Islamic Law

Islamic law or Sharia (the right path) is the name given to Islamic commandments which are applicable to both spiritual and temporal aspects of life. The main source of Sharia is the Quran (the holy book of Muslims accepted by divine revelation) and the Sunna (traditions, sayings and tacit approvals of the prophet Mohammad). These revealed textual sources like the Christian version of principles of natural law- restrict the scope and extent of man’s right to make law. The two sources of Islamic law are supplemented by two secondary sources consensus and human reasoning. [1]Islamic law is an objective phenomenon which exists outside the thinking and the reasoning of human beings. Islamic law is not open to amendment, reform or repeal.   This means human beings cannot change the law because their attitudes or personal or communal needs have changed.
In the English common law, American law and other types of law which is man made law the legislation changes because people change their attitudes, cultural approach, their ideas, their morals and values. In Islamic law there is a set of fixed and ultimate values which are distinct and independent from preferences and values of people.   It is the Islamic nation known as umma, which has to follow the rules of Islamic law as opposed to attempting to bring the law in line with people’s attitude or changing the law with a view to suit the desires and the wishes of the subjects of law.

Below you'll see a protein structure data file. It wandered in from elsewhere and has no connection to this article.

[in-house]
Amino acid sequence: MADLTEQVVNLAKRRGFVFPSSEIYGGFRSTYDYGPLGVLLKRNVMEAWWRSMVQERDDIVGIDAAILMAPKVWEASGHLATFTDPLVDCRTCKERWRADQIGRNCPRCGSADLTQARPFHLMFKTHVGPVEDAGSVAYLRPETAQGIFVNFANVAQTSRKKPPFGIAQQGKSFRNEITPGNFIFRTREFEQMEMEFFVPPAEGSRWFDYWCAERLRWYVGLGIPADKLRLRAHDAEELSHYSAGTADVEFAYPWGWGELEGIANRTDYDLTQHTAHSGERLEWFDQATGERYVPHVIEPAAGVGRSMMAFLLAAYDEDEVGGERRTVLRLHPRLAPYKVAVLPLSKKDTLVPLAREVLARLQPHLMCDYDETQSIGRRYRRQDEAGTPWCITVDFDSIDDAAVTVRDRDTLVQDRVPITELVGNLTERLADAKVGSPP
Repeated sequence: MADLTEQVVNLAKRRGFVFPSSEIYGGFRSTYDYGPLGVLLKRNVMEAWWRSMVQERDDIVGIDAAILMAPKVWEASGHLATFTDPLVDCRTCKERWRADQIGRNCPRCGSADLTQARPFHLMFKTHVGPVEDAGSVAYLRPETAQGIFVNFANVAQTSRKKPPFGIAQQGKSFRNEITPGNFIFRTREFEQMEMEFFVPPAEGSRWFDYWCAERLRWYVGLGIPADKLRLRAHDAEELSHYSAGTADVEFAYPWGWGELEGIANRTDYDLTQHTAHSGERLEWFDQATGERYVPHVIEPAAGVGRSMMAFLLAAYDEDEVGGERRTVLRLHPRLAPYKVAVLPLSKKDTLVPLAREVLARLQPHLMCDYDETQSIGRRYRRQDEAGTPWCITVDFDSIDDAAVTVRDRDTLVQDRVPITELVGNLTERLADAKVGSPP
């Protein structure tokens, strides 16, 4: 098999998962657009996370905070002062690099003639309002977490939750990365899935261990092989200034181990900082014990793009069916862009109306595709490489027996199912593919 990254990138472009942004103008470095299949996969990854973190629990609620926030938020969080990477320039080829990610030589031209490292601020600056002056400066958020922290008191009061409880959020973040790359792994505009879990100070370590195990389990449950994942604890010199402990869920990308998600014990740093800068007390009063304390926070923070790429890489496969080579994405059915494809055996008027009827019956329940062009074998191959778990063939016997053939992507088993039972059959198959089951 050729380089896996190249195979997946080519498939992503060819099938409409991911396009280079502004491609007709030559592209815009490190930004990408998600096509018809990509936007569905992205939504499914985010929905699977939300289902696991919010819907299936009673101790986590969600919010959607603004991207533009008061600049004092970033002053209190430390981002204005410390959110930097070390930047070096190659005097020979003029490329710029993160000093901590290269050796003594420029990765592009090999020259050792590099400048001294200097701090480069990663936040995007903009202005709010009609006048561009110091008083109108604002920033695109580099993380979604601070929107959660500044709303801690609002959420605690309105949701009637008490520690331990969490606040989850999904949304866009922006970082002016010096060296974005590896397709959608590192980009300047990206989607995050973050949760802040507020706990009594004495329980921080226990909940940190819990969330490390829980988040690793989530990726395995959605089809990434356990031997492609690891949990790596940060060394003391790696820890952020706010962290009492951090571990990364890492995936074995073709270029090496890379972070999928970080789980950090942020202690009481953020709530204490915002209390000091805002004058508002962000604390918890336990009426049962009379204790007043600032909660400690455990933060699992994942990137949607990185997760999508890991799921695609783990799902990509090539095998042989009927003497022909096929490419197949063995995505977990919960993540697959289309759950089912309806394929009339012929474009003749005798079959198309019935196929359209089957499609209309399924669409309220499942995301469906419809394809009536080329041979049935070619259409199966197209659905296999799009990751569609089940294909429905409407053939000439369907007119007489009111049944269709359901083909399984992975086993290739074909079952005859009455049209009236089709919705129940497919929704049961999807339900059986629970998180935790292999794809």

[2]One of the institutions developed by classical Islamic jurist that influenced civil law was the Hawala. This was an early informal value transfer system which is mentioned in texts of Islamic jurisprudence as early as the 8th century. Hawala itself is influenced   the development of the aval in French civil law and the avallo   in Italian law. The European Cornmenda limited partnership (Islamic Quirad) used in civil law as well as the civil law conception of res judicata may also have origins in Islamic law. Under Islamic law International...